Carbon dioxide exists everywhere. It’s in every breath we take; it keeps trees and plants around us lush and green; it even gives our soft drinks fizz. But because the ever-present gas also helps holds the sun’s heat in our atmosphere, it has taken on an edge of notoriety in recent years. Increasing amounts of carbon dioxide emitted from sources like factories, cars, and power plants have been blamed for contributing to climate change (along with a list of other “greenhouse gases,” including methane). Carbon dioxide molecules can last in the atmosphere for a century or more, and many experts see too much of it as a bad thing. The idea of a “carbon footprint” has been developed to tally the amount of carbon dioxide anything emits, directly or indirectly—from a coal-fired power plant to a family of four. Technically, each of us expands our own carbon footprint every time we exhale, although the amount really adds up when it comes to burning fossil fuels like coal, gasoline, and natural gas. Burning these fuels releases carbon dioxide into the atmosphere, and everyone connected to those emissions (such as a family driving a car or using electricity) boosts their own carbon footprint. The sources making up carbon footprints are often broad in scope, spanning state and sometimes national boundaries. The U.S. Environmental Protection Agency (EPA) breaks sources of carbon dioxide emissions into three categories, applied here to a family as an example: direct emissions, such as from the family minivan; indirect emissions from generation of the electricity they use; and all other indirect emissions, from trash to the manufacture of every item bought. (For example, how much electricity went into making your television, and how many miles did a tractor-trailer drive to get it to the store?) All things considered, the average U.S. household is responsible for 21 tons of carbon dioxide a year, according to the EPA, an amount that would take more than four acres of pine trees to soak up. Many companies are using the idea of carbon footprints to show consumers just how much carbon dioxide was released in getting one particular item to them. PepsiCo, for example, recently determined that 3.75 pounds of carbon dioxide are emitted for every half-gallon carton of Tropicana Pure Premium Orange Juice it produces. With this information, steps can be made to reduce emissions. This applies to companies and individuals alike. A family can trim their carbon footprint by trading in the minivan for a more fuel-efficient vehicle, and by making their home more energy efficient to cut back on electricity use. Best of all, these measures not only cut carbon emissions but gasoline and electric bills as well. As Congress considers legislation to limit carbon dioxide emissions, associated costs will impact everyone. Consumers paying electric bills, and every company making products with electricity generated from fossil fuels, will foot the tab. Electric cooperatives are asking elected officials to address climate change issues in an affordable and environmentally responsible fashion. We’re ready to provide insight into how various policy proposals will affect consumers, and we’ll urge lawmakers to reach the right answers. In unity with 42 million other electric co-ops consumers around the country, ask your U.S. representative and senators to work with electric cooperatives to keep electric bills affordable. Get involved in this effort by participating in the Our Energy, Our Future grassroots campaign at To calculate your household carbon footprint, visit: To calculate your business’ carbon footprint, visit: Sources: U.S. Environmental Protection Agency; PepsiCo; National Rural Electric Cooperative Association.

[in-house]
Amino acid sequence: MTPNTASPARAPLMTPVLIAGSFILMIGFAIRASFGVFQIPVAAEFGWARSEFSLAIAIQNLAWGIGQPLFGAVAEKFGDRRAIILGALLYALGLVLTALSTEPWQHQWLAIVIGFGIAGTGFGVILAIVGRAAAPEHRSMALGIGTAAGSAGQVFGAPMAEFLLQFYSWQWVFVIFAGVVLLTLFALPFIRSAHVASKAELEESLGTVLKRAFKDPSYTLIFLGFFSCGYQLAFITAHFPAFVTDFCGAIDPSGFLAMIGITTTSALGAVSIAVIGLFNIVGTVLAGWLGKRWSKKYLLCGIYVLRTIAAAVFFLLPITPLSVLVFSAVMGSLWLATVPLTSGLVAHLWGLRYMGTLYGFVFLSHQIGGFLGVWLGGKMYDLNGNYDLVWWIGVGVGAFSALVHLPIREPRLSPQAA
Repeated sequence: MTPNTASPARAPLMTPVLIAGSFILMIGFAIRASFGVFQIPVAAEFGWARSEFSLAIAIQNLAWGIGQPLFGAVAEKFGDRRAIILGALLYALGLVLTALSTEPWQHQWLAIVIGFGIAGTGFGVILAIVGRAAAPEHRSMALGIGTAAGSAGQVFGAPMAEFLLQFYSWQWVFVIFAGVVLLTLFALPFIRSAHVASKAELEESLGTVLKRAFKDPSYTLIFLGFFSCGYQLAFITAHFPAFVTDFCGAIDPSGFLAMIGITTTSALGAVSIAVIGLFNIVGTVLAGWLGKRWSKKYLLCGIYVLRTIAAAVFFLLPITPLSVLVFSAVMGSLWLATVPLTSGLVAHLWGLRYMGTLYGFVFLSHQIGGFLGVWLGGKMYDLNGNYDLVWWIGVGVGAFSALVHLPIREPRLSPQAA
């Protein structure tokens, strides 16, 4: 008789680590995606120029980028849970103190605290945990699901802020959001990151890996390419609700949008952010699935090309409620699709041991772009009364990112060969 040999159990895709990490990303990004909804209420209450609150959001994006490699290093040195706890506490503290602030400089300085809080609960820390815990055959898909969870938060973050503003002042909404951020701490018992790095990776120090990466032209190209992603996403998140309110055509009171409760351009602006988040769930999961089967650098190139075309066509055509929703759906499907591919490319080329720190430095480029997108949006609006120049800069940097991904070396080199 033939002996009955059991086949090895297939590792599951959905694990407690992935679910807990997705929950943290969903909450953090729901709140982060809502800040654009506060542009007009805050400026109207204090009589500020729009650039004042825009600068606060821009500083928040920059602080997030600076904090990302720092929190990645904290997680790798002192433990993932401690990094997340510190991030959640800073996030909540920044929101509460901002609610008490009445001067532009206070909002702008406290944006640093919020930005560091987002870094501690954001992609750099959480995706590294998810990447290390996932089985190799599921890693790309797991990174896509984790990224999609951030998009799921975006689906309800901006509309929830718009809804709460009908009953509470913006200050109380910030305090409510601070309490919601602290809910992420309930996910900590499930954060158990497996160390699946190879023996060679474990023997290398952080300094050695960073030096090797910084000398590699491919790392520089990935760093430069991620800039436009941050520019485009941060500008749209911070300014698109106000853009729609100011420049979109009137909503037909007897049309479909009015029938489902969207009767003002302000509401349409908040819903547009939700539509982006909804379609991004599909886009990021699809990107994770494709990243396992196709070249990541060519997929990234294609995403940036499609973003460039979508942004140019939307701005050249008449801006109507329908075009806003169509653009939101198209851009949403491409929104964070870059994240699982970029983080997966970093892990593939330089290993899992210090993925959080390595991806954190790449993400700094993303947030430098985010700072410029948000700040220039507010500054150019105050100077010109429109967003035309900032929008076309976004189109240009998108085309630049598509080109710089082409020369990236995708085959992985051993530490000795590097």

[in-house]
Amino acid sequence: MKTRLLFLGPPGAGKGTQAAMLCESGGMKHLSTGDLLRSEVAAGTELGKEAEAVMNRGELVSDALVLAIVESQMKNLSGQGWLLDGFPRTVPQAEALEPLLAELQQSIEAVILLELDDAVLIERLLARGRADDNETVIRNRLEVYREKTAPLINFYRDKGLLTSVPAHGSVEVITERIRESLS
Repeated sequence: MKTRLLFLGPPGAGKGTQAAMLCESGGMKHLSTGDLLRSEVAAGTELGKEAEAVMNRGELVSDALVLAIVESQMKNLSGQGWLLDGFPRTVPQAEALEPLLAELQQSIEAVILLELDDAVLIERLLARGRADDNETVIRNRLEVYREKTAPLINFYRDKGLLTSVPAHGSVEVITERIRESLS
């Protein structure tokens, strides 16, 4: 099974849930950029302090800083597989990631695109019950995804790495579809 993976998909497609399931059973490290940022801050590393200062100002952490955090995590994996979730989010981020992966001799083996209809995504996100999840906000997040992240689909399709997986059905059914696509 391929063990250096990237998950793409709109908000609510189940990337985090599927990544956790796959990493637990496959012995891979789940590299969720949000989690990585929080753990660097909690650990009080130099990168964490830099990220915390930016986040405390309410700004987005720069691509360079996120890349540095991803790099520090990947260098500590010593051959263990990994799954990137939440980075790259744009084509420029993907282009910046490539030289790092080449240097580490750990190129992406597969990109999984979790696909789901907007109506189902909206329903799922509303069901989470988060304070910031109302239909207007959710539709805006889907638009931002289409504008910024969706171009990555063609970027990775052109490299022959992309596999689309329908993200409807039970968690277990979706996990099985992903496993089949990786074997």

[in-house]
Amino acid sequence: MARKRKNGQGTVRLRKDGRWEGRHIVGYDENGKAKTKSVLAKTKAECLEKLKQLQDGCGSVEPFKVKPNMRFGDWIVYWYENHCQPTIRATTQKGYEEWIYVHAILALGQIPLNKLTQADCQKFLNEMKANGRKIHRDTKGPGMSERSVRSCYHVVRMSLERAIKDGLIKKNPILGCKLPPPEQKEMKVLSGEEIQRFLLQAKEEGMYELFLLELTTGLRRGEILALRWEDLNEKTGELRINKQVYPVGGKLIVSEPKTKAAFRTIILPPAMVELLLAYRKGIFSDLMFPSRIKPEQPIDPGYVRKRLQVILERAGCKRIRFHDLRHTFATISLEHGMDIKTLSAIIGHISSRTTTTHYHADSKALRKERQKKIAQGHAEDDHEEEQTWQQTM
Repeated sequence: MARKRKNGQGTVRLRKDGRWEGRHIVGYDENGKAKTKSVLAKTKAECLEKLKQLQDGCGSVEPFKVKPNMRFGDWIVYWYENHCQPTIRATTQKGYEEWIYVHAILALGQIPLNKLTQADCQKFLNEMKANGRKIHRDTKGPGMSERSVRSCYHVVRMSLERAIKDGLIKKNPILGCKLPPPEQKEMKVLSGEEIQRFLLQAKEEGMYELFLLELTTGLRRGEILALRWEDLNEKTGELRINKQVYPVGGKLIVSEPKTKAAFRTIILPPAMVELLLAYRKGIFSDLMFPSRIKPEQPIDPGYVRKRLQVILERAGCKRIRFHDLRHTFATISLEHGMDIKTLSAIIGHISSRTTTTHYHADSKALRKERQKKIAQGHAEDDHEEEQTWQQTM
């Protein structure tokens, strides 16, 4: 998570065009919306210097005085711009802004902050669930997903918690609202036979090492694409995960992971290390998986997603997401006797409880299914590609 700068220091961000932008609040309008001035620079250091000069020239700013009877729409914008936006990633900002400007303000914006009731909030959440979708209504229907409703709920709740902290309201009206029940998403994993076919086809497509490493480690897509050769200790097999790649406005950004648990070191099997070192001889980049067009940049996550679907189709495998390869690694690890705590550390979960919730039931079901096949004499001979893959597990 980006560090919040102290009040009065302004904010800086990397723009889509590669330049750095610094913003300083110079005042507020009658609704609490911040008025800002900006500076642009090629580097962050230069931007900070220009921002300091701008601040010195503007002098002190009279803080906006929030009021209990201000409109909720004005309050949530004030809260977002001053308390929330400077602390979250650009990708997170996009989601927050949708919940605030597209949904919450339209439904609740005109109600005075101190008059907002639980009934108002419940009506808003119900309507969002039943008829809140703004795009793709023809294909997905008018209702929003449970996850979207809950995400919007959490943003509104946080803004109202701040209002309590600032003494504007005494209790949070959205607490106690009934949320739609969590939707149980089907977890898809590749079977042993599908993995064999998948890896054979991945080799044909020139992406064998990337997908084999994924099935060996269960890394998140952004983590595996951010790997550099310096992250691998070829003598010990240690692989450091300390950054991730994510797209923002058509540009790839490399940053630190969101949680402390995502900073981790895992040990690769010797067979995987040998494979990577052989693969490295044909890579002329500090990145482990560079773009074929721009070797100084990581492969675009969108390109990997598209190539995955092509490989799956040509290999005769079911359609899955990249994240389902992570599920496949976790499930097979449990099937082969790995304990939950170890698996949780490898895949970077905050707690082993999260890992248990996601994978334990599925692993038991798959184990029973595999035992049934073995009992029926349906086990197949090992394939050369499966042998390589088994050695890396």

Adding it up with Carbon Footprints